Syracuse native has some vision restored with ‘bionic eye,’ the first in New York State

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“I saw his hand– I couldn’t miss that,” said Khaleda Rahman, a Syracuse native who was able to see for the first time in decades thanks to a “bionic eye.”

71-year-old Rahman was blinded by an inherited disease, and she is now the first person in New York State to receive the FDA-approved Argus II Retinal Prosthesis System by doctors at the University of Rochester Medical Center. 

The device allows her to distinguish light and motion, which she hasn’t been able to do in decades.
There are fewer than 100 people in the U.S. that have the device, designed for people who have lost their vision as a result of retinitis pigmentosa.

“We dedicate our careers to restoring and improving vision and preventing vision loss. The ability to see someone who couldn’t see before, start to see again is very rewarding,” said Mina Chung, M.D. of the Flaum Eye Institute.  She worked with retina specialist Ajay Kuriyan, M.D., and anesthesiologist Anil Pisharoty, M.D., to implant the device Aug. 29 and then the ophthalmologists activated it Sept. 24.

The Argus II device, made by Second Sight, works by converting images captured by a miniature video camera mounted on the patient’s glasses into a series of small electrical pulses, which are transmitted wirelessly to an array of electrodes implanted on the surface of the retina.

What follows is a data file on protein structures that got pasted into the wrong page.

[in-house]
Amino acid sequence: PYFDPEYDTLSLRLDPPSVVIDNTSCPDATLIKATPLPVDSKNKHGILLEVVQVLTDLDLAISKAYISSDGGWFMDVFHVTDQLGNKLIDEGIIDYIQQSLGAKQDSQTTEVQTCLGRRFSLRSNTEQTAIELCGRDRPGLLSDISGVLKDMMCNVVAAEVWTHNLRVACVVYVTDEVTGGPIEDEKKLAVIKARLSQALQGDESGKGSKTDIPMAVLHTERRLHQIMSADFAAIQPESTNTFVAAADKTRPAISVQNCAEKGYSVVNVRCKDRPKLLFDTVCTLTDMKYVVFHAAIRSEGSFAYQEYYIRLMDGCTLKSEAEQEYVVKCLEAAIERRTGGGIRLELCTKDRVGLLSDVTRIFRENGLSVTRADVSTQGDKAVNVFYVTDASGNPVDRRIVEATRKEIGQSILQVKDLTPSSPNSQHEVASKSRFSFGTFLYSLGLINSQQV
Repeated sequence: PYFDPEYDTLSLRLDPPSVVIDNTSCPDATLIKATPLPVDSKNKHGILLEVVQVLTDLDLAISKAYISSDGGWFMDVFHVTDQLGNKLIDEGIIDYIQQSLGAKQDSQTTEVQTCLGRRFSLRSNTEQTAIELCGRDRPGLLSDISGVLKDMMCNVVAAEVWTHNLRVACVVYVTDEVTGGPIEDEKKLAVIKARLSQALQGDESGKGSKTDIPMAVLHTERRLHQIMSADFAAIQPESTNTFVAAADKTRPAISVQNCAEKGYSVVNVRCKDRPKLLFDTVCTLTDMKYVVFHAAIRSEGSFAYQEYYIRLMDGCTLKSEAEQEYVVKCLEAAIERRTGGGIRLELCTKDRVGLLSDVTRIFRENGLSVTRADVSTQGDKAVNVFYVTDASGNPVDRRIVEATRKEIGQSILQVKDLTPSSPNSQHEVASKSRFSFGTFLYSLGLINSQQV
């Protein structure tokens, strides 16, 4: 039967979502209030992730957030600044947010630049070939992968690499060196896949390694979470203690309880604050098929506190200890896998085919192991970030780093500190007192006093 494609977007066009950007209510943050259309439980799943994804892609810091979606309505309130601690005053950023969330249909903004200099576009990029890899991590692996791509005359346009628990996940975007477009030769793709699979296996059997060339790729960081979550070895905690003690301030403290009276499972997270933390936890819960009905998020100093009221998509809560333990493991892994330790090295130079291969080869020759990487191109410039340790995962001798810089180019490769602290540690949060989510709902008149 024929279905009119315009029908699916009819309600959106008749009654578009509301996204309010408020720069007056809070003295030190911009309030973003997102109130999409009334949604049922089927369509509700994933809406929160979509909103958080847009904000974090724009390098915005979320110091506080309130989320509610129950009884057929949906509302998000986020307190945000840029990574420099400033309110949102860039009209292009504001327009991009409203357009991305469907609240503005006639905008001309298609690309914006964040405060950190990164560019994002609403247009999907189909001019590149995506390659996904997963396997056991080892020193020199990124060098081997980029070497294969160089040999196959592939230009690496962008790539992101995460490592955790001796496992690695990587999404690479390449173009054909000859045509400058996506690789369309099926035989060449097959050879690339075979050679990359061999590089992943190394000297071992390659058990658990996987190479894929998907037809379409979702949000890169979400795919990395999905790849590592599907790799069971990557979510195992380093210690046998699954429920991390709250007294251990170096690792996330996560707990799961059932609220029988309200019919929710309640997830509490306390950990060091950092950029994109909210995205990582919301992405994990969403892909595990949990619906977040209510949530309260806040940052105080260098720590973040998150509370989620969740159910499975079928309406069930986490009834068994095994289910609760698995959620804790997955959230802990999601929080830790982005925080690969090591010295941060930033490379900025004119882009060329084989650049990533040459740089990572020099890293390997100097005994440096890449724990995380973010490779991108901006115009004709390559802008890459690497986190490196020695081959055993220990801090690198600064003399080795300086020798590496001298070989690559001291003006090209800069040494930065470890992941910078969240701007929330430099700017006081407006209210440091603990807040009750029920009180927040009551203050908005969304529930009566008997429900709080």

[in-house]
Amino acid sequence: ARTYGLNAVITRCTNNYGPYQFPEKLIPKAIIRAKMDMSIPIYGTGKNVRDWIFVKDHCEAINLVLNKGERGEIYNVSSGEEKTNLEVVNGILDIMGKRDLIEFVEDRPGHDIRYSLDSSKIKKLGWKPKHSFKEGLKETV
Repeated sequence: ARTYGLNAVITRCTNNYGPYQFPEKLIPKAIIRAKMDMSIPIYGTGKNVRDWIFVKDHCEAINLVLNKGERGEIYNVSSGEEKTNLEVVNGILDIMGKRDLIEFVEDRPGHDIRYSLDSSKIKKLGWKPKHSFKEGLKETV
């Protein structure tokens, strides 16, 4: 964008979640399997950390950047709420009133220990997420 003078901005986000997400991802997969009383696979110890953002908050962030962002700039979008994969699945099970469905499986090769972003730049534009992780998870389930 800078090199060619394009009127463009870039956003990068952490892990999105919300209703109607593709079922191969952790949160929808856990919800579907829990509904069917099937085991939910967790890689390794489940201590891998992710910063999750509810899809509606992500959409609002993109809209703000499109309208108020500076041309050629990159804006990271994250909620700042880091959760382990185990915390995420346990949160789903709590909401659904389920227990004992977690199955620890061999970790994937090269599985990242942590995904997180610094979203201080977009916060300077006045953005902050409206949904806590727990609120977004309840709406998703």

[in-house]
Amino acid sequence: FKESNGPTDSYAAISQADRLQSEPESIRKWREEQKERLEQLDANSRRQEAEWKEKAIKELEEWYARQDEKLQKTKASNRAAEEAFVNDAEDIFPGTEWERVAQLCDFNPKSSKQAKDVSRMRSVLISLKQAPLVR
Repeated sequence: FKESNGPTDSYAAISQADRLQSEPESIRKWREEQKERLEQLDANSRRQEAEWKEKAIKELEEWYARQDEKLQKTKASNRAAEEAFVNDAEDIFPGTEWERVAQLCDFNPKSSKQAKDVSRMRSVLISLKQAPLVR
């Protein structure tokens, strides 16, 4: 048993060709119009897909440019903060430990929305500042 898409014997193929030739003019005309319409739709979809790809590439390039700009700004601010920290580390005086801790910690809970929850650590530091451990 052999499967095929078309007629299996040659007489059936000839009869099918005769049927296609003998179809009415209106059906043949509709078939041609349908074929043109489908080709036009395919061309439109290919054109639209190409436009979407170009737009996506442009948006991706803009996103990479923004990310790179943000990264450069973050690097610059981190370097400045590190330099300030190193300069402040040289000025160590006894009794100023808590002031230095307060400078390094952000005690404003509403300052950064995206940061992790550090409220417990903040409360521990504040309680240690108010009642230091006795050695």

These pulses are intended to stimulate the retina’s remaining cells, resulting in the perception of patterns of light in the brain. The patient then learns to interpret these visual patterns, thereby regaining some visual function.

The optoelectronic device restores vision by allowing people to see contrast, such as a doorway or light-colored dish on a table, in addition to motion.

Rahman and her husband Bazlur came to the United States in 1970 and raised a son. She continued taking classes at Syracuse University, even as her vision diminished and she relied on visual aids and Braille more and more.  

“I do not let this stop me from doing what needs to be done,” Rahman said. “I still cook our favorite foods and I have a fast hand for knitting. I have a really good memory and have learned some tricks to get through my days.”

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